The reason for this holiday was simple, it materialized to fulfil one dream of mine – to go on a solo travel trip at least once in my life. I first began the difficult process of choosing which country to travel solo to. There were several factors to consider
- Safety – Since it’s my first time traveling alone, I don’t want to be too adventurous and go to countries that might be a little bit dangerous. I also don’t want to be helpless, so being able to speak the local language is a must.
- Price – Nothing expensive, therefore Asia will be the continent of choice.
- Things to do – no shopping. Exploring the local sights and cuisine will be preferred, followed by other tourist destinations.
I vaguely remembered it was thanks to Winston that sparked off this idea, roughly about half a year ago. He suggested Shanghai because it is a financial hub with skyscrapers (Pudong) and yet retains much of its historical architectures (French Concession/The Bund).
The opportunity arose during the Deepavali long week-end break, so I immediately applied for leave and booked a ticket on China Eastern Airlines ($435 return). There’s no budget carrier to Shanghai so this was the cheapest ticket I could find. I should also thank my friend for letting me crash at his house in order to save on accommodation.
The first cool thing was the Shanghai Maglev train (上海磁浮示范运营线), which uses magnetic levitation technology and can reach speeds of up to 430km/h!! The ride from the Pudong International Airport (浦东国际机场) was smooth, comfortable, and only took 8 minutes to reach Longyang Station (龙阳路).
From there, the city is well-connected through the Shanghai Metro Network. Taking a bus might be more convenient sometimes, but for a first-timer it can get very confusing to locate the correct bus stop and the correct bus service to take, so I wouldn’t recommend it. You can use this link to plan your journey.
The first place I know I’ll like is Tianzifang (田子坊), which sells a myriad of souvenirs, decorations, and other interesting 有的没的东西. There are also cafes and restaurants amidst the maze of shops, so if you get tired of wandering around and finding yourself in the same area again, you can take a break to rest your legs.
I was highly encouraged to go to Xintiandi (新天地), the expatriate’s hangout for drinks. The Shikumen (石库门) buildings houses many bars and restaurants, but I didn’t really fancy an expensive western-style meal there, so I gave them all a miss.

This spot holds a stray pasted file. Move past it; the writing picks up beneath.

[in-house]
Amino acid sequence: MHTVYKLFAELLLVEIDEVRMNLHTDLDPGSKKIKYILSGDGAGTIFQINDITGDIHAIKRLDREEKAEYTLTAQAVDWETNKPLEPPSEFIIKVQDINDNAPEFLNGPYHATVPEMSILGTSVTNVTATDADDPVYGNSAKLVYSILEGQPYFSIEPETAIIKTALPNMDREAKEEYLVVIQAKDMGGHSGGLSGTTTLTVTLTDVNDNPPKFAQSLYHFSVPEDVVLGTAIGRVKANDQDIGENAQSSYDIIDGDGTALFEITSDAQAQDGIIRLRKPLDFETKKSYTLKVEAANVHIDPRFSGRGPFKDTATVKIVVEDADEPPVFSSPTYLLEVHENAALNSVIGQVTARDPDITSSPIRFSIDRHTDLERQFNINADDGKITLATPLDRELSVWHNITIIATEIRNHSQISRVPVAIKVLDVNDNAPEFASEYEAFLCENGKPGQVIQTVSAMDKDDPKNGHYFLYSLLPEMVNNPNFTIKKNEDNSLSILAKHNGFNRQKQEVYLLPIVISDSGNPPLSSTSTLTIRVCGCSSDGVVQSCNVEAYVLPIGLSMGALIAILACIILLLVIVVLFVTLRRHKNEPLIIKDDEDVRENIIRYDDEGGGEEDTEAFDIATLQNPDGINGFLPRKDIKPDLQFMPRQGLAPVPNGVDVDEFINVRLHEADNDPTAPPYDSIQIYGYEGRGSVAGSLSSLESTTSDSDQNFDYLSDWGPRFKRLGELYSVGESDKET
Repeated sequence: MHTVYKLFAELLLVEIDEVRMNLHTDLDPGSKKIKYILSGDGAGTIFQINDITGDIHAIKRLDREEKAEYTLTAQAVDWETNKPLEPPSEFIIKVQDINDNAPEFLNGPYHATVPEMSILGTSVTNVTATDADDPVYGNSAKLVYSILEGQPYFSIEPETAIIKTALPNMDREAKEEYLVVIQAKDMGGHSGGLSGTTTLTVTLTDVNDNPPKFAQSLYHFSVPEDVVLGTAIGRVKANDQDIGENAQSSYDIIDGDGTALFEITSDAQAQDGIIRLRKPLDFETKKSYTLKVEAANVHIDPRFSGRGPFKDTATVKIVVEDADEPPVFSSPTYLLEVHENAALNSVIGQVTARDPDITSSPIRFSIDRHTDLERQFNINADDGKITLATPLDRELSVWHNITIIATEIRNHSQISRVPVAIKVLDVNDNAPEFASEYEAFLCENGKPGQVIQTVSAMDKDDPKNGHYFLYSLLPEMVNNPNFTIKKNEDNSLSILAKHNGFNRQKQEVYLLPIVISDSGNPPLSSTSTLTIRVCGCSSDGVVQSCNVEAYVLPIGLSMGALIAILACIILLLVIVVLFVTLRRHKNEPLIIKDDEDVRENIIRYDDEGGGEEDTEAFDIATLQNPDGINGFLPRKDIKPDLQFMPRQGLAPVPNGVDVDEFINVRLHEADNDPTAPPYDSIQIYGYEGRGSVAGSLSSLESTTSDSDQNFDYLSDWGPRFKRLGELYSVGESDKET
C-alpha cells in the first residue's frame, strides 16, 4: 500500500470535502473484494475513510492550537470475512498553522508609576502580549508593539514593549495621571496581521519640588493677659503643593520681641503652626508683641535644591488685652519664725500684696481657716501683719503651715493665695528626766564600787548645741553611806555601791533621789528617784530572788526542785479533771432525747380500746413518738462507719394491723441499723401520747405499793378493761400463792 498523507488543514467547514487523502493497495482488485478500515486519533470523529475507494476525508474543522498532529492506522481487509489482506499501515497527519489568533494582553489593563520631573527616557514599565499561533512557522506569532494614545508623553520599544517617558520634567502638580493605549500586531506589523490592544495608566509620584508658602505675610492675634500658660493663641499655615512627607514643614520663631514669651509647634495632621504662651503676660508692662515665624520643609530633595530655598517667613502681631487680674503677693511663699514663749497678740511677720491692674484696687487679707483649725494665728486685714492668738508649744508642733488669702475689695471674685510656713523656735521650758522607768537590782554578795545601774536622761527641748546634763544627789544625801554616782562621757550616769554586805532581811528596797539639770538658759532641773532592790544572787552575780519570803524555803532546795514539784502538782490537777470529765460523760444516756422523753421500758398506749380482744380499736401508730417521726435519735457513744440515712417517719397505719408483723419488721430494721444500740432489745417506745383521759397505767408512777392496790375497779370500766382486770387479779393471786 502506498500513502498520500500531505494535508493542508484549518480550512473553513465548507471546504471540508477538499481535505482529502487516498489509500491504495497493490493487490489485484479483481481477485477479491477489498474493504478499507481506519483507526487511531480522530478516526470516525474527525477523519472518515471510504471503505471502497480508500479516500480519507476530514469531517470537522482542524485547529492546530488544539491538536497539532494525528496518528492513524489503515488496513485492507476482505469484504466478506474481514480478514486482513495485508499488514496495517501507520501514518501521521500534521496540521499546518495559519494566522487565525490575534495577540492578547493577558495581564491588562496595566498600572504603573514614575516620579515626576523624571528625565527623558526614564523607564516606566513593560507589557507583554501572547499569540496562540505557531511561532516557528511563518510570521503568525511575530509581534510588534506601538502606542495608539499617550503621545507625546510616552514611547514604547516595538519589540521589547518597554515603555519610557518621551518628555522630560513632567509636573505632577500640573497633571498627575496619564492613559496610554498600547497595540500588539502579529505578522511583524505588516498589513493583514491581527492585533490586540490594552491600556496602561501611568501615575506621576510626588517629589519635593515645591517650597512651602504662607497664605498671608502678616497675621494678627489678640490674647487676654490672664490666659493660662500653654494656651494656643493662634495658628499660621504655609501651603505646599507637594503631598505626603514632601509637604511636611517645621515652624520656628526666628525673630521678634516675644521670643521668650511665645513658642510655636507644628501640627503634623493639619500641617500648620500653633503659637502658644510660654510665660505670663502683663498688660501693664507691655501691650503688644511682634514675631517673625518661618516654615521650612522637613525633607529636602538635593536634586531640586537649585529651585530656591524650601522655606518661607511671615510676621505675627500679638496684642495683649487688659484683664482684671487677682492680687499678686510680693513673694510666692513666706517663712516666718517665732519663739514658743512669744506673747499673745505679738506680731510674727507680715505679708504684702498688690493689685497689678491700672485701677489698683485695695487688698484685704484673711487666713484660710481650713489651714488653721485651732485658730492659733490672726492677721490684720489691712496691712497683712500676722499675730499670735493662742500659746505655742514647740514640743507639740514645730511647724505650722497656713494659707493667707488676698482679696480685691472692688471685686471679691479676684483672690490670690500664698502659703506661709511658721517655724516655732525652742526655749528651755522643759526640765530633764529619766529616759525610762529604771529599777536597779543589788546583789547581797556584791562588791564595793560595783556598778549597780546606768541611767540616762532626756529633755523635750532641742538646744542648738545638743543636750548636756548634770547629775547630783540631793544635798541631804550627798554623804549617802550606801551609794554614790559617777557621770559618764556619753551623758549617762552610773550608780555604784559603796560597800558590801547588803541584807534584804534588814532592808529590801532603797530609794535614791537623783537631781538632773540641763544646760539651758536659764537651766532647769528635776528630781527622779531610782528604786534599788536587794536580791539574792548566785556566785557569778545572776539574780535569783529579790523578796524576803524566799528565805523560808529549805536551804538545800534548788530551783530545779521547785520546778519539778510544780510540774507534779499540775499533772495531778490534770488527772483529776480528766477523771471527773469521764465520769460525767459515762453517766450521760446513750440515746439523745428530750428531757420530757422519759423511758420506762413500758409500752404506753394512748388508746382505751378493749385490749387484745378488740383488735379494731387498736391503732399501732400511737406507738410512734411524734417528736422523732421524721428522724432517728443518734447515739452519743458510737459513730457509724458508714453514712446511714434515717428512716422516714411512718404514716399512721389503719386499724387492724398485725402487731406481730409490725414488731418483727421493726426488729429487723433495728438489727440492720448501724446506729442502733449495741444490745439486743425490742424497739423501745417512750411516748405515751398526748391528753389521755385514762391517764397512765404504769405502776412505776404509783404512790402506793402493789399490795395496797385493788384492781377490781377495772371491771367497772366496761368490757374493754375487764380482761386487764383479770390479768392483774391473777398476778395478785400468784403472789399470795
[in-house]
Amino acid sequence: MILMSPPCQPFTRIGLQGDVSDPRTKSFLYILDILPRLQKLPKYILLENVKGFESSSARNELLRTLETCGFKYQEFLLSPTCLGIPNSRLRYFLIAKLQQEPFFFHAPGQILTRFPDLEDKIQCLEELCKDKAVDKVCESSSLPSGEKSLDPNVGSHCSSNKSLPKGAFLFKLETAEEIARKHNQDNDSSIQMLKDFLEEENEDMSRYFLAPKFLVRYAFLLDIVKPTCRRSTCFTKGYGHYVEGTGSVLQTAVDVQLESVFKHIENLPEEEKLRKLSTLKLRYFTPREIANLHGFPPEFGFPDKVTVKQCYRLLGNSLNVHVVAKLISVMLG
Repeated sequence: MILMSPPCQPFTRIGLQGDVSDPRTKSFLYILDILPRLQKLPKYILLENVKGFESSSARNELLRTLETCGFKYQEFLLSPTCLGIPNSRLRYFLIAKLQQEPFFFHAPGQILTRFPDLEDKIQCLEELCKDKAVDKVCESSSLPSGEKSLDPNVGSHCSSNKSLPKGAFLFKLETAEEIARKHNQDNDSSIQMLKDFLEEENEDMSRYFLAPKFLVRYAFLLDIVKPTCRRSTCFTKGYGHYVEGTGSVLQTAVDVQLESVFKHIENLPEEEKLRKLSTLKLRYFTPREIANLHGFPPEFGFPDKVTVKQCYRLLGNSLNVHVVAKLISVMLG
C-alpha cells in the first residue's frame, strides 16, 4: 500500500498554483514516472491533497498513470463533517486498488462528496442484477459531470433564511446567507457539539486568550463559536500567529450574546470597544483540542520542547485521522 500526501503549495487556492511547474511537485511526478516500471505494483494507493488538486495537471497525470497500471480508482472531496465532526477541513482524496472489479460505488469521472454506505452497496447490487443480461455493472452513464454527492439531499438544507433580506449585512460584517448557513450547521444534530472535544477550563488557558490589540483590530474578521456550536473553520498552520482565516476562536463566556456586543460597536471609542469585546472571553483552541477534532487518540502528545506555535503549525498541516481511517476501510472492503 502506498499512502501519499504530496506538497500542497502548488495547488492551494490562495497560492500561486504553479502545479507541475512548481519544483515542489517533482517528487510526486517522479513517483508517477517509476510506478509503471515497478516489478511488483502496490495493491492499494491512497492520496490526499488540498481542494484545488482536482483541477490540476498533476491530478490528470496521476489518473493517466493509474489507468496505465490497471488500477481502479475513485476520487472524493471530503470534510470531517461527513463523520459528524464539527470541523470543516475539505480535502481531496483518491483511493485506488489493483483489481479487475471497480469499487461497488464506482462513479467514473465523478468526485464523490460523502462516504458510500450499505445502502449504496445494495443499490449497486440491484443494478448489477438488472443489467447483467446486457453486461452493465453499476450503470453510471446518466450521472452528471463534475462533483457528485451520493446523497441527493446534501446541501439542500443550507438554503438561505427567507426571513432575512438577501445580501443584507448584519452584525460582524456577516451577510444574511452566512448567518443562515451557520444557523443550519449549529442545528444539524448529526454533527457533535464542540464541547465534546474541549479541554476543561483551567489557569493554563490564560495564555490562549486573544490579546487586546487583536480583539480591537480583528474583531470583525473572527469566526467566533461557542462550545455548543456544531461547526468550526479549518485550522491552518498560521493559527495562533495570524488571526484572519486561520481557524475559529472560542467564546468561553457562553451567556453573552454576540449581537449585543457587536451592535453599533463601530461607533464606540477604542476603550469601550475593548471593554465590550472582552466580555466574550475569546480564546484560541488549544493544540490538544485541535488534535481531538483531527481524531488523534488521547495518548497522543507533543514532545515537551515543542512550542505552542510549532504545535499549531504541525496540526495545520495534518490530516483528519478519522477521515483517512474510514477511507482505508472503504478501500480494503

Another area that was on the top of my list is the Shanghai French Concession (上海法租界). Rows of trees line up the quaint streets; it doesn’t feel like I’m in a bustling city. I was aiming to explore this area on foot, so I walked around for a few hours and when I get tired, I’ll find a cafe to refresh myself with coffee and do some reading.
You might be wondering how I chance upon good cafes in a foreign land. My helpful friends recommended me a mobile app called 大众点评. They are able to share the locations via Wechat, or I can browse what are the popular places around me. You can access the web version via this link.
There were no lack of shopping malls in Shanghai, especially along the whole stretch of Nanjing West Road (南京西路) to Nanjing East Road (南京东路). I went in to take a quick look at Adidas / Superdry and was shocked to find out the price of a tee shirt there is twice the price of a tee in Singapore. That explains why Chinese tourists flock to everywhere else and buy so much stuff; simply because it’s way more expensive back home.
At the end of Nanjing East Road (南京东路) is the iconic landmark The Bund (外滩). Standing here, you can take scenic photos of the skyscrapers at Pudong (浦东) across the Huangpu River. The iconic Shanghai World Financial Centre (上海金融中心) affectionately labelled as the bottle-opener, and the Oriental Pearl Tower (东方明珠塔) are two buildings that you cannot miss, the former being one of the tallest building in China.
If you’re looking to find a special someone during your trip there, you can head over to People’s Square (人民广场) on a weekend and you’ll find hundreds of parents advertising their child at the nearby park. It’s almost like a bazaar, with their child’s CV/Resume exhibited. It was quite an eye-opener to see how important it is to marry off their precious child to someone of a worthy social status.
When you finally get hungry from all the walking, there is one restaurant that I’d like to recommend for affordable authentic food. I heard raving reviews from my friends (Singaporeans, as well as locals), so I don’t think it can go wrong.
I visited the 外婆家 at IAPM, a shopping mall conveniently located on top of the South Shanxi (陕西南路站) Metro Station.
Also, who can forget about the famous 小杨生煎 and 佳家汤包 that are just opposite each other along 黄河路. They’re almost the same thing (dumplings), except that one is fried, and the other is steamed. If you were to ask me to choose one, I’d vote for the steamed option. However, since you’re all the way there and they are really cheap, just order both to pamper your stomach. Kudos to 小杨生煎 for giving me an extra dumpling, probably because I appeared to be a foreigner while ordering.
Eating 12 佳家汤包 (小笼包) for tea was not an easy feat, but it was so delicious I finished them all up by myself. Do go early to 佳家汤包 if not most items will be sold out by early afternoon.
Finally, I have to thank my friends heaps for their hospitality during my stay in Shanghai! They gladly let me crash at their place and brought me around, introducing me to the special places there!!
Group picture taken at an alfresco diner!